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Integrating environmental understanding into freshwater floatovoltaic deployment using an effects hierarchy and decision trees

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Article number114055
<mark>Journal publication date</mark>20/11/2020
<mark>Journal</mark>Environmental Research Letters
Issue number11
Volume15
Number of pages14
Publication StatusPublished
<mark>Original language</mark>English

Abstract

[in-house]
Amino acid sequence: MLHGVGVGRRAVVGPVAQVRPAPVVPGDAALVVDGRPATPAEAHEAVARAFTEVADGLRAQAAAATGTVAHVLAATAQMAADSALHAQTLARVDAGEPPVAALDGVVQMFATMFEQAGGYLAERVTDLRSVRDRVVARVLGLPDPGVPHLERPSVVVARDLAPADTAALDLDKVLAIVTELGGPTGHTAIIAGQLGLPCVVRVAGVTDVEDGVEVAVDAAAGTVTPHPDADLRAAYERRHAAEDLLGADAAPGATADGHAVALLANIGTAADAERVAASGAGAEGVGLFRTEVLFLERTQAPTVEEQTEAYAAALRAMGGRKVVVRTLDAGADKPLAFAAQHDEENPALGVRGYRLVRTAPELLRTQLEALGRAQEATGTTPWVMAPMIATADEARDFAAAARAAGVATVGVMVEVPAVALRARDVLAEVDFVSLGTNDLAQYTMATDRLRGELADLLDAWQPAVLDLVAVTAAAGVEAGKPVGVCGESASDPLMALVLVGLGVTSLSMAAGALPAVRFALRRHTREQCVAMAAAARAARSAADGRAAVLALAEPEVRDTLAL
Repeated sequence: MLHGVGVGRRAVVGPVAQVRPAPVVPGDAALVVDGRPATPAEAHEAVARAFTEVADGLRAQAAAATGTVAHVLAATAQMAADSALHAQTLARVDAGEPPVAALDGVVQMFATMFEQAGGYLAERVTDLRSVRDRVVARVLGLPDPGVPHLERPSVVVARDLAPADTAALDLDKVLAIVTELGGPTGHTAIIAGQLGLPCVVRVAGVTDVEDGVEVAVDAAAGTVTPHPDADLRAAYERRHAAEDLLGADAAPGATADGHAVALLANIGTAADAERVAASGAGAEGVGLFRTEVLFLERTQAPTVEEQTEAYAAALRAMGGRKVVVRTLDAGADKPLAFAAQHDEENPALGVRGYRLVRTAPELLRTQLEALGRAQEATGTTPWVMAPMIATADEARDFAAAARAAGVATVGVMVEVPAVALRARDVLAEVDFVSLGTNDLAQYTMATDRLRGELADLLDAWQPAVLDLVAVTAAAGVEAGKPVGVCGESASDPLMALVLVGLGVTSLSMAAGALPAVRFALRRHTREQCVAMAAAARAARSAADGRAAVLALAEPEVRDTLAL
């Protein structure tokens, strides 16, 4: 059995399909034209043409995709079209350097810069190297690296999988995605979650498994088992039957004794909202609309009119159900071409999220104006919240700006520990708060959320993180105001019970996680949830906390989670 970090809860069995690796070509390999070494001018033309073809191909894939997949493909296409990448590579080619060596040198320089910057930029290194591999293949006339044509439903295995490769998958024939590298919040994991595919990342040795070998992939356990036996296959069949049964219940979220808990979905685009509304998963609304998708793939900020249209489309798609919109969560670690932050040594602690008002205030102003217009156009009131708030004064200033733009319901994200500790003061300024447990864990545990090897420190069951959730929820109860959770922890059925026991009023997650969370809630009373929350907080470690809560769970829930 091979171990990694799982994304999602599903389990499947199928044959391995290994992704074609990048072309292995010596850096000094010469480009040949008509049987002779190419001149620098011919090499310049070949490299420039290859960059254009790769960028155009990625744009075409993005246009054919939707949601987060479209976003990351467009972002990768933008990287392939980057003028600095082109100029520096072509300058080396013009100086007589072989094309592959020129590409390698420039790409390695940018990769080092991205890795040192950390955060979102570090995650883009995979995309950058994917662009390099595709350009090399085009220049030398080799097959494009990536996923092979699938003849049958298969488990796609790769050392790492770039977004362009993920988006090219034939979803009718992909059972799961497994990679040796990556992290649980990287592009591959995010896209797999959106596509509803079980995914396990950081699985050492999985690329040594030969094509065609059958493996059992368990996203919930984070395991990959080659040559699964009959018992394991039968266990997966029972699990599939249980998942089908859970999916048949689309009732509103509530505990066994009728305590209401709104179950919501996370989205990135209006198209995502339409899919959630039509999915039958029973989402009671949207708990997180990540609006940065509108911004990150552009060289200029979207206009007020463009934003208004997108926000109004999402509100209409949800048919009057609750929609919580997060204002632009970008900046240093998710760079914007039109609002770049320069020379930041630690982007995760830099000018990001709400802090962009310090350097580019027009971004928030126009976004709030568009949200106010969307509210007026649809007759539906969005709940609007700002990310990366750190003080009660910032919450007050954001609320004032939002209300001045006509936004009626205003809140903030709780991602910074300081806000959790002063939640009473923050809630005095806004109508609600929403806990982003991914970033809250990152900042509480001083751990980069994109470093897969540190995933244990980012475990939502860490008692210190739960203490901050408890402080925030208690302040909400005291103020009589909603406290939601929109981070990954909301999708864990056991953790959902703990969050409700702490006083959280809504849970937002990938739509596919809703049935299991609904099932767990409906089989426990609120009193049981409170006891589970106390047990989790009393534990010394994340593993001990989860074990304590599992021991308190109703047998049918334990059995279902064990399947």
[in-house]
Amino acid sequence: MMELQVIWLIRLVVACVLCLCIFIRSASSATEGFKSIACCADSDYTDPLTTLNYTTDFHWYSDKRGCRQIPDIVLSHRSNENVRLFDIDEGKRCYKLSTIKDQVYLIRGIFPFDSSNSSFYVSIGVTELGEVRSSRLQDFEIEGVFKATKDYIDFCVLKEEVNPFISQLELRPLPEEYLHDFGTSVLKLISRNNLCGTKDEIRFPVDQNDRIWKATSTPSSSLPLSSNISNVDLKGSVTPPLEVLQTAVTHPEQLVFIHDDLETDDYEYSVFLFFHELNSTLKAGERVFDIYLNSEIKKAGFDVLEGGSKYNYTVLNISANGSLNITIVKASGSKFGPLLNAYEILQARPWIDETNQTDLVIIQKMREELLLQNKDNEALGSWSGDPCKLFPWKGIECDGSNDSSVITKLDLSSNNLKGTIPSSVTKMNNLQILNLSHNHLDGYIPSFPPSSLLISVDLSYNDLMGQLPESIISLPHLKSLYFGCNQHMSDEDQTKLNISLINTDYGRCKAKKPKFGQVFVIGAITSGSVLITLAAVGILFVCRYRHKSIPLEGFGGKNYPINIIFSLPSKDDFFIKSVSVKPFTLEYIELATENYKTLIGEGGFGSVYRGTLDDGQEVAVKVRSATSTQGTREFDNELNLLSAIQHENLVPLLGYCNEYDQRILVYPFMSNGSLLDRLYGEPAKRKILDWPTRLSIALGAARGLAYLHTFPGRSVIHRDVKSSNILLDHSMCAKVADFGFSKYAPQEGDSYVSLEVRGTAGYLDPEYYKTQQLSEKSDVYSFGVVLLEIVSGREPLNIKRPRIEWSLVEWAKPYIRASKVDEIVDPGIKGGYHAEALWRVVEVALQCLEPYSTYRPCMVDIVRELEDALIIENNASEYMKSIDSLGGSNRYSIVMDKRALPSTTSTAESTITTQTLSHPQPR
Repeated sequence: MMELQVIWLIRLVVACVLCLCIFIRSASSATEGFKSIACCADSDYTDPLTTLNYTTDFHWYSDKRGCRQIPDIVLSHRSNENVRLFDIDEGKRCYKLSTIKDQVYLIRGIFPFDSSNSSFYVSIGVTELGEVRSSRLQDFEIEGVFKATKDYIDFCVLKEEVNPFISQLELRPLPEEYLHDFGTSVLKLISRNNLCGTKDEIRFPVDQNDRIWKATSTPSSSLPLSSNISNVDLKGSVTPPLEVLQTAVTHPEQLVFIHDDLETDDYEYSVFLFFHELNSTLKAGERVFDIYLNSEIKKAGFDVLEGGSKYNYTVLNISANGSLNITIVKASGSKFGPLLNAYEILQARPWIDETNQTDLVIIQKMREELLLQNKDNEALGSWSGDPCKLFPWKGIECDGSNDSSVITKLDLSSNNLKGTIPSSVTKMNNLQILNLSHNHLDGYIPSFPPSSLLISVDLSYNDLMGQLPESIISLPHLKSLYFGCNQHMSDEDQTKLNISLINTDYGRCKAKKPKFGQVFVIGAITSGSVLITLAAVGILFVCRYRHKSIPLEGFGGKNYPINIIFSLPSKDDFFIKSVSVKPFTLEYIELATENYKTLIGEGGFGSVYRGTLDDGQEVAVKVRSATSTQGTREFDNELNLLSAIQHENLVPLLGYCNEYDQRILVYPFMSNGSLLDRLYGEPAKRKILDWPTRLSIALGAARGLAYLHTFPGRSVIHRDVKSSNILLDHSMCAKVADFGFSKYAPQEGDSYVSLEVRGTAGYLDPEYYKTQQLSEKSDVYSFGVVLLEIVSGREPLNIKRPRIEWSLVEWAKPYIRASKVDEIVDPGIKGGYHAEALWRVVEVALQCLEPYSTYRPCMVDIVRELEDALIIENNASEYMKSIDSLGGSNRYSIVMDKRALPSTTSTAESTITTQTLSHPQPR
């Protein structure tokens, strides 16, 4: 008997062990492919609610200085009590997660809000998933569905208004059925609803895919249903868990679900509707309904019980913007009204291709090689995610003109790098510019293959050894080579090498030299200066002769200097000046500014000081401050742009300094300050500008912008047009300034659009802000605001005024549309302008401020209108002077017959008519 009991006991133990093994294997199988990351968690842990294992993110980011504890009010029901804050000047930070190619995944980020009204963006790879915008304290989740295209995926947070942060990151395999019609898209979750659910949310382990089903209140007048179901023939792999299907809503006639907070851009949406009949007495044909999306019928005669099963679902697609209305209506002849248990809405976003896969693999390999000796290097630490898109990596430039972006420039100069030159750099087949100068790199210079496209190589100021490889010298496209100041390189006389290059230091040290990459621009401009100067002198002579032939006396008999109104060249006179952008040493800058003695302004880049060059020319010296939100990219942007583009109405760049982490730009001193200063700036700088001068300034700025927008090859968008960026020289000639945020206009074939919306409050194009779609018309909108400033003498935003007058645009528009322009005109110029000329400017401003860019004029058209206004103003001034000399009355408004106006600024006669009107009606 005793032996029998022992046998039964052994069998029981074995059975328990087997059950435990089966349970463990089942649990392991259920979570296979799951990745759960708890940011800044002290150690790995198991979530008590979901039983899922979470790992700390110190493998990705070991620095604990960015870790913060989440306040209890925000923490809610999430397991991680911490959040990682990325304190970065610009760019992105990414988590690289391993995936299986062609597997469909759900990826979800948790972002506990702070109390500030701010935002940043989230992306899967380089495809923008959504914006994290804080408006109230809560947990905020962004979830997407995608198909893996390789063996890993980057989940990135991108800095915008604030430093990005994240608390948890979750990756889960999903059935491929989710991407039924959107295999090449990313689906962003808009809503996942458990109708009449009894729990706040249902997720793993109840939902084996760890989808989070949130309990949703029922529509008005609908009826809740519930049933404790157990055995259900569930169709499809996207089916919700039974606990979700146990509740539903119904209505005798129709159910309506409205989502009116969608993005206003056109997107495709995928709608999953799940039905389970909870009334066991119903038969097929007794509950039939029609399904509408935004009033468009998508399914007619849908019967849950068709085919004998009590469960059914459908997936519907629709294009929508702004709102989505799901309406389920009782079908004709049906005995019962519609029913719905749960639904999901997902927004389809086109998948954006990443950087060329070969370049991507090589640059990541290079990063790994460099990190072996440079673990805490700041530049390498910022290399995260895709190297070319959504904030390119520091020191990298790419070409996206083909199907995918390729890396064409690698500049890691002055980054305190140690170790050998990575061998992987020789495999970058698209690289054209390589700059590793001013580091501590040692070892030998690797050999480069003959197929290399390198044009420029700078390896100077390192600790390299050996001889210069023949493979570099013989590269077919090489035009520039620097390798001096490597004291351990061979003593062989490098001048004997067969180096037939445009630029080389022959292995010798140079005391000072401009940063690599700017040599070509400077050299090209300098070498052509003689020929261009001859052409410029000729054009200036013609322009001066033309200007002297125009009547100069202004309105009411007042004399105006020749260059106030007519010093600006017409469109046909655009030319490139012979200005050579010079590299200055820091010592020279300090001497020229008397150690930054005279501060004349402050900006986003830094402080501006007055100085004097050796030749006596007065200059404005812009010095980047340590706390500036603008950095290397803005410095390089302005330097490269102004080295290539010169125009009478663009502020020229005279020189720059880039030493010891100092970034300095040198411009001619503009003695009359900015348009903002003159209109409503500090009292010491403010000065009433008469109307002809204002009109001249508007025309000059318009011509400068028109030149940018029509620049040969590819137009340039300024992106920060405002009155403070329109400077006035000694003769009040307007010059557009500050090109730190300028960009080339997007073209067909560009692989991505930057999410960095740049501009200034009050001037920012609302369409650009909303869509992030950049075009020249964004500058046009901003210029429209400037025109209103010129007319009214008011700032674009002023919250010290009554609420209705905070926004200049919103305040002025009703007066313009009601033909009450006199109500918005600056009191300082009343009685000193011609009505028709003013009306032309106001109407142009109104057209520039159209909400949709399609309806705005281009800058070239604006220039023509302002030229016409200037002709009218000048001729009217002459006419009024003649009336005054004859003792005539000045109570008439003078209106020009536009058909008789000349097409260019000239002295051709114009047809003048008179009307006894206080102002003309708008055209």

In an era of looming land scarcity and environmental degradation, the development of low carbon energy systems without adverse impacts on land and land-based resources is a global challenge. 'Floatovoltaic' energy systems—comprising floating photovoltaic (PV) panels over water—are an appealing source of low carbon energy as they spare land for other uses and attain greater electricity outputs compared to land-based systems. However, to date little is understood of the impacts of floatovoltaics on the hosting water body. Anticipating changes to water body processes, properties and services owing to floatovoltaic deployment represents a critical knowledge gap that may result in poor societal choices and water body governance. Here, we developed a theoretically-derived hierarchical effects framework for the assessment of floatovoltaic impacts on freshwater water bodies, emphasising ecological interactions. We describe how the presence of floatovoltaic systems may dramatically alter the air-water interface, with subsequent implications for surface meteorology, air-water fluxes and physical, chemical and biological properties of the recipient water body. We apply knowledge from this framework to delineate three response typologies - 'magnitude', those for which the direction and magnitude of effect can be predicted; 'direction', those for which only the direction of effect can be predicted; and 'uncertain', those for which the response cannot be predicted - characterised by the relative importance of levels in the effects hierarchy. Illustrative decision trees are developed for an example water body response within each typology, specifically, evaporative water loss, cyanobacterial biomass, and phosphorus release from bed sediments, and implications for ecosystem services, including climate regulation, are discussed. Finally, the potential to use the new understanding of likely ecosystem perturbations to direct floatovoltaic design innovations and identify future research priorities is outlined, showcasing how inter-sectoral collaboration and environmental science can inform and optimize this low carbon, land-sparing renewable energy for ecosystem gains.